- MONTANA WATER RESOURCES ACT—TITLE 85 MCA
The purpose of the MT Reserved Water Rights Compact Commission is to: “…conclude compacts for the equitable division and apportionment of waters between the state of Montana, its people and the several Indian tribes claiming reserved water rights (MCA 85-2-701) within the state, and the state, its people and the federal government claiming non-Indian reserved water rights within the state (MCA 85-2-703)
- DEFINITION OF A FEDERAL RESERVED WATER RIGHT
A federal reserved water right arises when the United States withdraws a parcel of land from the public domain for a specific purpose—like an Indian Reservation, National Park, National Forest, etc.—there is impliedly “reserved” an amount of water to fulfill the purposes of that federal reservation of land. This was decided in a Supreme Court case in 1908 called U.S. v Winters regarding irrigation from the Milk River in Montana. This is known as the “Winters Doctrine”.
A federal reserved water right has the following characteristics:
- A discrete amount of water to fulfill the purpose of the reservation. For most reservations the purpose is found in the treaty…irrigation, homesteads, industry, etc.
- The water right is geographically limited to the land that was reserved. On the map given to participants, each of the Indian reservations—except Flathead—have a discrete amount of water that is geographically limited to each reservation. Similarly, a federal reserved water right for a National Park or Forest is limited to the geographical boundaries of that National Park or Forest. There are no off-reservation water rights for any federal reservation, including Indian reservations.
- The priority date of the federal reserved water right is the date on which the land was reserved. The priority date for the Flathead Reservation is 1855, NOT “time immemorial”. This is another violation of the law.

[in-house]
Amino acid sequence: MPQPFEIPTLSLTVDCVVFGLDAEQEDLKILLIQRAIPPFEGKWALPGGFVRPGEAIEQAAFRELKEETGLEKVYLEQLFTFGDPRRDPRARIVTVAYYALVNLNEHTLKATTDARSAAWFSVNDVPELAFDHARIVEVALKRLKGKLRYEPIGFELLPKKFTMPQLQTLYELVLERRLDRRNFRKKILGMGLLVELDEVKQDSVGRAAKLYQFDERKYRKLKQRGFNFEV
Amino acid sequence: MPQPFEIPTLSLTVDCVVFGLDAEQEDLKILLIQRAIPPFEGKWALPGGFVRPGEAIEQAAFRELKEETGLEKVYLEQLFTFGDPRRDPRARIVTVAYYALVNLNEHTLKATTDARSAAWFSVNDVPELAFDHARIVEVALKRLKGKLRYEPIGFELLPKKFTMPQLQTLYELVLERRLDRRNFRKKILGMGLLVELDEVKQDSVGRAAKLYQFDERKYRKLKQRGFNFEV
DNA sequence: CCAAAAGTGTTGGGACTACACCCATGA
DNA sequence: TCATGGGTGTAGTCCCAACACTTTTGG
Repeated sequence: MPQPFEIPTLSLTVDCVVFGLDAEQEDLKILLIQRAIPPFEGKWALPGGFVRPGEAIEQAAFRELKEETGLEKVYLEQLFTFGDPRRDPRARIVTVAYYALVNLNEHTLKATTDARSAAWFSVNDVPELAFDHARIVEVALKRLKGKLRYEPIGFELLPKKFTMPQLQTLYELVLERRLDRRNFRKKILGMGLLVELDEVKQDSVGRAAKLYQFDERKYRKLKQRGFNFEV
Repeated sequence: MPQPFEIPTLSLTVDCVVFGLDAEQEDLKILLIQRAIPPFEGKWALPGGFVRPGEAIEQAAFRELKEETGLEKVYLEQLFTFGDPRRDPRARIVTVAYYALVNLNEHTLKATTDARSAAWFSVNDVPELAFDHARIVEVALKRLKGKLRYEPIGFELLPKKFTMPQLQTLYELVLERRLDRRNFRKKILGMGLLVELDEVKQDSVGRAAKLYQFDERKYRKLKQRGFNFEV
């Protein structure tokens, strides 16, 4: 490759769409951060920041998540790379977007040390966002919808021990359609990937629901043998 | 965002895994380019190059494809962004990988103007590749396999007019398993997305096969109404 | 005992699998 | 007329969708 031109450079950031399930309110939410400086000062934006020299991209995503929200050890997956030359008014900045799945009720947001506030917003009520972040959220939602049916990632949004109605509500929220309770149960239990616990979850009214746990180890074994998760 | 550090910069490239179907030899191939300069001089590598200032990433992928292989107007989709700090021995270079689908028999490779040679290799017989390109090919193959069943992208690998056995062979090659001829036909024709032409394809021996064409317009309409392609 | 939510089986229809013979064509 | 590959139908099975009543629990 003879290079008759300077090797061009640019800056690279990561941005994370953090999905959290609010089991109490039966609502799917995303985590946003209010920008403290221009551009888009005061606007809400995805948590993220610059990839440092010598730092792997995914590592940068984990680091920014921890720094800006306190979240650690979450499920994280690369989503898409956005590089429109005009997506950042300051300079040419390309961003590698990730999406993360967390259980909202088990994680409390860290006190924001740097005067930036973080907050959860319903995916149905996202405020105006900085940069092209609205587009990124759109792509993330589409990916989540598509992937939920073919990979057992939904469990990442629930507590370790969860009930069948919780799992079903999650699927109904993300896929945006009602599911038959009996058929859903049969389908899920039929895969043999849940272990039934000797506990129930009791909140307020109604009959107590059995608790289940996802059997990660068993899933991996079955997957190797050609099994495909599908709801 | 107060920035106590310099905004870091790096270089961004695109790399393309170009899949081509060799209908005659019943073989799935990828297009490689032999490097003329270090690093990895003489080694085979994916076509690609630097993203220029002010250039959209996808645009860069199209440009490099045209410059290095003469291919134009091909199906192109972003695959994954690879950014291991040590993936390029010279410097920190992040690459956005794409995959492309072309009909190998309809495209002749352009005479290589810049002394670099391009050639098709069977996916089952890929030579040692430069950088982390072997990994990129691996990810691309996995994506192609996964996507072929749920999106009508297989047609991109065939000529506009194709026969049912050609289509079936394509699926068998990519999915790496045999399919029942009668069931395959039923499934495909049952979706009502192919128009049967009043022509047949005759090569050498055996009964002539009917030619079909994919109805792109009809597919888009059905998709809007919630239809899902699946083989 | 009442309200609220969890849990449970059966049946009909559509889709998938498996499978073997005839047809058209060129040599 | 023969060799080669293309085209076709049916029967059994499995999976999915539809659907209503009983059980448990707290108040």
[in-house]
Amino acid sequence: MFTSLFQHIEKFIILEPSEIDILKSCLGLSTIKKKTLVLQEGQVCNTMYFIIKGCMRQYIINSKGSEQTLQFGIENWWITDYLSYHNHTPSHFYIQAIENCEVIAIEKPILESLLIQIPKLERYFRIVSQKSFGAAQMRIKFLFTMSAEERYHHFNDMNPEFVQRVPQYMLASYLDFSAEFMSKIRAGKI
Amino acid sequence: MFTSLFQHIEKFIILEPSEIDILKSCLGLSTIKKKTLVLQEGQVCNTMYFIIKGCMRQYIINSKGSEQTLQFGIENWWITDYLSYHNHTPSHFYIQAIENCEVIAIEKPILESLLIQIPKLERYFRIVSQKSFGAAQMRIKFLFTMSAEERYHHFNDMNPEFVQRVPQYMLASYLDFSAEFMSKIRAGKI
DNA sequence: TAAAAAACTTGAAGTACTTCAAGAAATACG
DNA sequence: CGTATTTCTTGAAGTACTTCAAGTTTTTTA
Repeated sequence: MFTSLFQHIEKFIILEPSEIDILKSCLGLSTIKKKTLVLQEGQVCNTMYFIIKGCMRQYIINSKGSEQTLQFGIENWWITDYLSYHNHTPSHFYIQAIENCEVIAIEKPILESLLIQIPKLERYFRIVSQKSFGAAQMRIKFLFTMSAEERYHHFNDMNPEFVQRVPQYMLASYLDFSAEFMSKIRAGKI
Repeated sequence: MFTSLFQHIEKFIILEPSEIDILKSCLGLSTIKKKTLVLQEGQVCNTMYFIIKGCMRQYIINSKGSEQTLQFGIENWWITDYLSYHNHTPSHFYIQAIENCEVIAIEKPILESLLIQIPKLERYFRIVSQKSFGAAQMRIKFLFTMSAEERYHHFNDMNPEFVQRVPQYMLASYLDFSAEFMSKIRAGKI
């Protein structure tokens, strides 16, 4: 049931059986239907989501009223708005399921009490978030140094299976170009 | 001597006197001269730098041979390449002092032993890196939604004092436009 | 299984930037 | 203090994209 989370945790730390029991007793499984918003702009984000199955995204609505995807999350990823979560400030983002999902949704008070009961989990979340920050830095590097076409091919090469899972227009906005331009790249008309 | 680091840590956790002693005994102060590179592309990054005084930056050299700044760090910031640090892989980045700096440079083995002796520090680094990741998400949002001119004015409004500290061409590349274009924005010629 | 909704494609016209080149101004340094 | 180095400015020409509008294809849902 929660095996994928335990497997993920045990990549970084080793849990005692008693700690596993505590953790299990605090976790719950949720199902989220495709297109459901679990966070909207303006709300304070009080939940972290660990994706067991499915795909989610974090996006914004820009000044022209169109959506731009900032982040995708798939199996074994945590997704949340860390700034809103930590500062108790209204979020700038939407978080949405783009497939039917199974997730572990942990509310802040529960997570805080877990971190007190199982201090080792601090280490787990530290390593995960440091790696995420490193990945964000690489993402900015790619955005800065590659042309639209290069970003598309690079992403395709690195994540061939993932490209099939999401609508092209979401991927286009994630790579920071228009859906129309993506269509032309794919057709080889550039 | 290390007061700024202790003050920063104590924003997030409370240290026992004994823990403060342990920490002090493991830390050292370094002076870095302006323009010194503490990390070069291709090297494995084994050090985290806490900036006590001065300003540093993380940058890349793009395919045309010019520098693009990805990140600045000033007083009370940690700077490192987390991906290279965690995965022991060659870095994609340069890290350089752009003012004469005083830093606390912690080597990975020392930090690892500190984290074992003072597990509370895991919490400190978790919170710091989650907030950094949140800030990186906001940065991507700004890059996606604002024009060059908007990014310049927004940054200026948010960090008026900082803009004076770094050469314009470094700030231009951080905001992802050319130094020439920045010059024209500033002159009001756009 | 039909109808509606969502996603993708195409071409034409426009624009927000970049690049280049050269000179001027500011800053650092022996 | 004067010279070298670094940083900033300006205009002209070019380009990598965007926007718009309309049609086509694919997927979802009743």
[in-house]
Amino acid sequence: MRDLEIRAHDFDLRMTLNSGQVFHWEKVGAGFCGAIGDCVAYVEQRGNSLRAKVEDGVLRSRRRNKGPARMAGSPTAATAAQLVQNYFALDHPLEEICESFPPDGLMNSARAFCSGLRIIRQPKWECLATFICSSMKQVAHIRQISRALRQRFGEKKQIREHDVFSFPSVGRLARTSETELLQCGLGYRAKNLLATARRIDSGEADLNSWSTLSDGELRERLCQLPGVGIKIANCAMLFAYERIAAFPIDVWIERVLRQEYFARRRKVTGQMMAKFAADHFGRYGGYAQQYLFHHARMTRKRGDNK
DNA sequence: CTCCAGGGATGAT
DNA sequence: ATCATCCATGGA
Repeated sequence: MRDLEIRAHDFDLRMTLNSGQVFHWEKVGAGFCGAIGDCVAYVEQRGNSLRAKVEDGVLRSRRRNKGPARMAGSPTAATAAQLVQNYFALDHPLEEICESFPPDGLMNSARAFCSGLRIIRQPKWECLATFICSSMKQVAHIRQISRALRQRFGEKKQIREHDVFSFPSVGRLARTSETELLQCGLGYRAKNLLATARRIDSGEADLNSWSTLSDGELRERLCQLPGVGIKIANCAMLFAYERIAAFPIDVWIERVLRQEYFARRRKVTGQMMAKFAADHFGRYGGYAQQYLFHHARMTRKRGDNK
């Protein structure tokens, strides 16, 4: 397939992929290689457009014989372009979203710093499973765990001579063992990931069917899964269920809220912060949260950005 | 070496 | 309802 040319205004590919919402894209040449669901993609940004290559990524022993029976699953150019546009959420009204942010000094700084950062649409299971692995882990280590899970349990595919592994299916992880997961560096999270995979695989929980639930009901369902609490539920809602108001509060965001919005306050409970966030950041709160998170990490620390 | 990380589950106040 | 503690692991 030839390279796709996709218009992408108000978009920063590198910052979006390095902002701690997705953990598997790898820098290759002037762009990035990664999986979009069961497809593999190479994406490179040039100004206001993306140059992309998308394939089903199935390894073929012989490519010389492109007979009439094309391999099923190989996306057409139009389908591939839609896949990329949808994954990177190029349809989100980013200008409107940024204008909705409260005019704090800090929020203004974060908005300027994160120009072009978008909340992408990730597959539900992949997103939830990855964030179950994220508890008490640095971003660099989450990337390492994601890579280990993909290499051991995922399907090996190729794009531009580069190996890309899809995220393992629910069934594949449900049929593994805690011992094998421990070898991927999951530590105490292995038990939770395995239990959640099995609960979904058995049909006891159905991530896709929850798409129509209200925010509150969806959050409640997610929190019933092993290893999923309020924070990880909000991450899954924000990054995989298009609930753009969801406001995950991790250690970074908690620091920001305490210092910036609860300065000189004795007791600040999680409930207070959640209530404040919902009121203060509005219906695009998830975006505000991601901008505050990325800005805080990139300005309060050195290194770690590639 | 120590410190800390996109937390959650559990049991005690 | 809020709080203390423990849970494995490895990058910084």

ALL THE WATER RIGHTS CLAIMED BY THE CSKT/UNITED STATES IN THE CSKT COMPACT AND DAINES BILL IS A “TRIBAL RESERVED WATER RIGHT”. It is thus NOT a federal reserved water rights settlement as defined by federal law or by Montana law.
The CSKT decided that it, not the U.S. government, reserved the reservation. Thus, the entire settlement is about ‘tribal reserved water rights’, not federal reserved water rights. Tribal reserved water rights do not exist in law or anywhere in the United States.
TIMELINE OF IMPORTANT AND RELEVANT DATES
As somewhat of a summary, the CSKT Compact and the Daines bill are “done deals” in the sense of having passed the Montana legislature and Congress, but that’s all. Now comes the hard part: the “nuts and bolts” phase, the development of mechanisms for implementation, and the working out of conflicts and issues. There is A LOT of work to do to make this work for Montana, and it can be done. Also, almost all of the premises of both documents are now ripe for challenges in federal court, as will be any phase of implementation. In this speaker’s opinion, this was a pyrrhic victory—one that causes more damage than the problem it ‘solves’: to existing state and federal law and institutions, the economy of Lake, Flathead, and Sanders Counties; agriculture in eastern and western Montana; and federal Indian law across the western United States. Stay tuned.